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SEATTLE – In a short, sheer, baby-doll negligee and coordinated pink panties, Candice Law is dressed to work at a drive-through espresso stand in Tukwila, Wash., and she is working it.

Customers pull their trucks up to the window, where Law greets each with an affectionate nickname, blows kisses, and vamps about as she steams milk for a mocha. “You want whipped cream?” she asks, a sly smile playing on her pierced lip.

The next customer rolls up, and Law throws a long leg onto the window sill, like an indie-rock ballerina at the barre.

“Do you like my leg warmers?” she asks. “Aren’t they hot?”

Hot is not the half of it. To stand apart from the hordes of drive-through espresso stands that clutter the Northwest’s roadsides, commuter coffee stops such as Tukwila’s Cowgirls Espresso are adding bodacious baristas, flirty service and ever more-revealing outfits to the menu.

At Port Orchard’s Natte Latte, baristas sport hot-pink hot pants and tight white tank tops. Day-of-the-week theme outfits ranging from racy lingerie to “fetish” ensembles are the dress code at Moka Girls Espresso in Auburn, Wash., and at several Cowgirls Espresso stands in the area. Bikini tops are the special at Cafe Lorraine on Highway 9 in Woodinville, and the women of The Sweet Spot in Shoreline pose provocatively in Playmate-style profiles on the stand’s Web site.

“In this area, we all know how to make good coffee,” said Barbara Record, who opened Bikini Espresso in Renton last month. The trick is to set your business apart, she said, and sex is one sure-fire way to do that.

“It’s just, how far do you want to go?” she said.

Of course, Maine has its own racy coffee shop, the Platinum Plus topless doughnut shop in Portland.

At Best Friend Espresso in Kenmore, baristas go thigh-high. An elevated service window offers customers a nearly full-length view of pretty, young baristas – some of them high-school students – in short skirts, tank tops and high heels.

Best Friend owner Wayne Hembree said he requires employees to dress “classy;” in dresses, skirts and a nice top.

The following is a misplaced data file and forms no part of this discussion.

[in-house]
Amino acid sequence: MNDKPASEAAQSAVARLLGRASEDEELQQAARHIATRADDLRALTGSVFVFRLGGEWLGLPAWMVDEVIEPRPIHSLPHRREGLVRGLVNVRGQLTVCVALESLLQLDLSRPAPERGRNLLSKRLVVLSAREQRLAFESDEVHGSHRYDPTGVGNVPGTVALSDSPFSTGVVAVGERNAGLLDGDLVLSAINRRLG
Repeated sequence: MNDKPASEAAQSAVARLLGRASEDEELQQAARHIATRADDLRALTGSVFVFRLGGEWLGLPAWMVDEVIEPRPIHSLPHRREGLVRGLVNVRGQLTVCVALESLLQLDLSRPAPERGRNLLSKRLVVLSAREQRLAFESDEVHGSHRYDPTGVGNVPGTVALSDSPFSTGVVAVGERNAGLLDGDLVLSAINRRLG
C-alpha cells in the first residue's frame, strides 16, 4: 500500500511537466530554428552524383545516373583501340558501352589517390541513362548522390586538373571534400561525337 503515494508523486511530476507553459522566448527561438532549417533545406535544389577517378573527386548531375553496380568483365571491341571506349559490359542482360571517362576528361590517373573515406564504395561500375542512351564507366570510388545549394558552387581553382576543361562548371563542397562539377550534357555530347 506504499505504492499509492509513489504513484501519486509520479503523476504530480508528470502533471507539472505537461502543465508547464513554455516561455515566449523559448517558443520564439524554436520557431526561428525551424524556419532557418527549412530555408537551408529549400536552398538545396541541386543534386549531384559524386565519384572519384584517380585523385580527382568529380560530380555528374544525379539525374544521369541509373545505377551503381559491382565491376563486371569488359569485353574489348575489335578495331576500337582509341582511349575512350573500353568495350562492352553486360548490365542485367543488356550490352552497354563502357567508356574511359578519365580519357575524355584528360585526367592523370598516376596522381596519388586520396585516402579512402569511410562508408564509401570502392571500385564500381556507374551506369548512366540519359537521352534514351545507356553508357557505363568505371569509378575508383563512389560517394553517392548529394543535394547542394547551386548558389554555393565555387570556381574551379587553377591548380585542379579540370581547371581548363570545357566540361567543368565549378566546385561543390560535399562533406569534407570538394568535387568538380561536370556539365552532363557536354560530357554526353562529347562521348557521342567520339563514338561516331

“What I think most of them have found is that their tips are better if they wear short skirts,” he said.

Occasionally, Best Friend does theme days, such as “schoolgirl” or adding glasses for a sexy “secretary” look, manager Heather Bacon said.

Longer commutes, a change in laws regulating the stands, and the saturation of the carryout coffee market have given drive-through stands a jolt in the past few years.

When the state’s smoking ban went into effect last year, many bar, casino and convenience-store owners sought to make up for expected losses by renting part of their parking lots to espresso stands, said Lori Bowden, owner of the Cowgirls Espresso stands.

The advent of “sexpresso” is harder to track. Business and baristas debate over who pioneered the edgy outfits, but they agree that by sweetening the product, with a smile and maybe a shot of hazelnut syrup, they’ve reached out to customers who’ve never set foot in a Starbucks.

Drive-throughs are a growing part of Starbucks’ business, too, with more than 1,500 drive-through locations throughout the United States. But a representative of the company said it has no plans to sex up the dress code, as it wouldn’t fit the company’s brand.

At places such as Cowgirls, the barista is the brand.

“If I’m going to pay $4 for a cup of coffee,” said one male customer, “I’m not going to get served by a guy.”

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